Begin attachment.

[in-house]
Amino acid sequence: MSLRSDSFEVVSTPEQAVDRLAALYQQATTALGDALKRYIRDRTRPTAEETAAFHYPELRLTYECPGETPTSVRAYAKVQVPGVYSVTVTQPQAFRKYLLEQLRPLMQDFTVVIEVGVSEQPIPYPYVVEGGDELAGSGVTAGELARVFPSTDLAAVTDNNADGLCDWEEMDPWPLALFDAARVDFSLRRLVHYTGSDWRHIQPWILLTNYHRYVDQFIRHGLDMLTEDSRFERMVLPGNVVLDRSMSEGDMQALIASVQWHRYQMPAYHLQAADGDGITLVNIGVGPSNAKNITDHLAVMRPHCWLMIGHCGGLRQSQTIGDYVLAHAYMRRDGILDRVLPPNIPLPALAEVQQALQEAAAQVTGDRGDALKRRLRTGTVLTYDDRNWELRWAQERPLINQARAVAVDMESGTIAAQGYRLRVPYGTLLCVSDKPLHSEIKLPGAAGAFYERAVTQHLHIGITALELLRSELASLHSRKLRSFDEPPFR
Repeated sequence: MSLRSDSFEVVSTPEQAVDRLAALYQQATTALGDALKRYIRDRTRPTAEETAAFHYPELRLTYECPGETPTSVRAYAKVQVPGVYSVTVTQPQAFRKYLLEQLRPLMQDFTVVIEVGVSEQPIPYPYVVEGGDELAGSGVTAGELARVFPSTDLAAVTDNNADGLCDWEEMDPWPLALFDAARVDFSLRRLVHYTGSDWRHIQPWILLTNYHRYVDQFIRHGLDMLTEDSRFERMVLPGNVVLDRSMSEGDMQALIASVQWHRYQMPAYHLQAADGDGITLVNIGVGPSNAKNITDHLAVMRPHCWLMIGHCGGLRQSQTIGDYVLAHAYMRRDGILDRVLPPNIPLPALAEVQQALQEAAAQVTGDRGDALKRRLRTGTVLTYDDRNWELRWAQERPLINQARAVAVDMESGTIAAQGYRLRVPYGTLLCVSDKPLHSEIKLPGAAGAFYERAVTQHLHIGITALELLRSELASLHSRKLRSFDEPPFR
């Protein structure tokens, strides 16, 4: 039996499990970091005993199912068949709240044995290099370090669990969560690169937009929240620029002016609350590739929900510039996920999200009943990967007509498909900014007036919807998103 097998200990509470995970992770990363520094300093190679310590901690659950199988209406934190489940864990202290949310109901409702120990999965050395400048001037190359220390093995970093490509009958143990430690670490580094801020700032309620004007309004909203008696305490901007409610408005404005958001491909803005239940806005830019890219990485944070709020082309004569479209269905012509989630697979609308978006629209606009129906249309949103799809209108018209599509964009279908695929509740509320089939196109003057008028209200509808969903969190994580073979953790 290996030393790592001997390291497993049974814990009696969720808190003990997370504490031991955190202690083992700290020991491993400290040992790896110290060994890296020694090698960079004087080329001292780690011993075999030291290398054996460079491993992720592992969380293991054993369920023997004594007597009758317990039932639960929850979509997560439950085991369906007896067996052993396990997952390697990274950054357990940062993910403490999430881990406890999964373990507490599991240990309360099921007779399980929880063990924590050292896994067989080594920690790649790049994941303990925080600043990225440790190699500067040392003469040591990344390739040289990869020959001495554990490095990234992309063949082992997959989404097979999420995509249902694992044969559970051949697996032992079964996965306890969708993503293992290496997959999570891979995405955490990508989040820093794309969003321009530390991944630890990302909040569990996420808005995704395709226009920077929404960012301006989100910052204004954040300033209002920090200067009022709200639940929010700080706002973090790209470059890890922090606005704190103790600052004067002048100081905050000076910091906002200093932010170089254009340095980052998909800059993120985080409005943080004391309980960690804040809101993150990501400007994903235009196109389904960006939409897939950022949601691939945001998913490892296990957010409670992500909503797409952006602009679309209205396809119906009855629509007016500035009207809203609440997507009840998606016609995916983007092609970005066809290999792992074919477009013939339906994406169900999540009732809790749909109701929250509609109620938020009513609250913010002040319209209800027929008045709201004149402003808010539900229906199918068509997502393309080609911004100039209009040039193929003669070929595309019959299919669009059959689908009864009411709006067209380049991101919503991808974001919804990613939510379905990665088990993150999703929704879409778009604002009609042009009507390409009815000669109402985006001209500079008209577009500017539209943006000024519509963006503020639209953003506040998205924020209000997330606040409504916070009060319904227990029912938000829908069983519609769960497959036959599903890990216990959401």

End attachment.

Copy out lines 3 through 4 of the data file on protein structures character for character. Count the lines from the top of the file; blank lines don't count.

Repeated sequence: MSLRSDSFEVVSTPEQAVDRLAALYQQATTALGDALKRYIRDRTRPTAEETAAFHYPELRLTYECPGETPTSVRAYAKVQVPGVYSVTVTQPQAFRKYLLEQLRPLMQDFTVVIEVGVSEQPIPYPYVVEGGDELAGSGVTAGELARVFPSTDLAAVTDNNADGLCDWEEMDPWPLALFDAARVDFSLRRLVHYTGSDWRHIQPWILLTNYHRYVDQFIRHGLDMLTEDSRFERMVLPGNVVLDRSMSEGDMQALIASVQWHRYQMPAYHLQAADGDGITLVNIGVGPSNAKNITDHLAVMRPHCWLMIGHCGGLRQSQTIGDYVLAHAYMRRDGILDRVLPPNIPLPALAEVQQALQEAAAQVTGDRGDALKRRLRTGTVLTYDDRNWELRWAQERPLINQARAVAVDMESGTIAAQGYRLRVPYGTLLCVSDKPLHSEIKLPGAAGAFYERAVTQHLHIGITALELLRSELASLHSRKLRSFDEPPFR
């Protein structure tokens, strides 16, 4: 039996499990970091005993199912068949709240044995290099370090669990969560690169937009929240620029002016609350590739929900510039996920999200009943990967007509498909900014007036919807998103 097998200990509470995970992770990363520094300093190679310590901690659950199988209406934190489940864990202290949310109901409702120990999965050395400048001037190359220390093995970093490509009958143990430690670490580094801020700032309620004007309004909203008696305490901007409610408005404005958001491909803005239940806005830019890219990485944070709020082309004569479209269905012509989630697979609308978006629209606009129906249309949103799809209108018209599509964009279908695929509740509320089939196109003057008028209200509808969903969190994580073979953790 290996030393790592001997390291497993049974814990009696969720808190003990997370504490031991955190202690083992700290020991491993400290040992790896110290060994890296020694090698960079004087080329001292780690011993075999030291290398054996460079491993992720592992969380293991054993369920023997004594007597009758317990039932639960929850979509997560439950085991369906007896067996052993396990997952390697990274950054357990940062993910403490999430881990406890999964373990507490599991240990309360099921007779399980929880063990924590050292896994067989080594920690790649790049994941303990925080600043990225440790190699500067040392003469040591990344390739040289990869020959001495554990490095990234992309063949082992997959989404097979999420995509249902694992044969559970051949697996032992079964996965306890969708993503293992290496997959999570891979995405955490990508989040820093794309969003321009530390991944630890990302909040569990996420808005995704395709226009920077929404960012301006989100910052204004954040300033209002920090200067009022709200639940929010700080706002973090790209470059890890922090606005704190103790600052004067002048100081905050000076910091906002200093932010170089254009340095980052998909800059993120985080409005943080004391309980960690804040809101993150990501400007994903235009196109389904960006939409897939950022949601691939945001998913490892296990957010409670992500909503797409952006602009679309209205396809119906009855629509007016500035009207809203609440997507009840998606016609995916983007092609970005066809290999792992074919477009013939339906994406169900999540009732809790749909109701929250509609109620938020009513609250913010002040319209209800027929008045709201004149402003808010539900229906199918068509997502393309080609911004100039209009040039193929003669070929595309019959299919669009059959689908009864009411709006067209380049991101919503991808974001919804990613939510379905990665088990993150999703929704879409778009604002009609042009009507390409009815000669109402985006001209500079008209577009500017539209943006000024519509963006503020639209953003506040998205924020209000997330606040409504916070009060319904227990029912938000829908069983519609769960497959036959599903890990216990959401």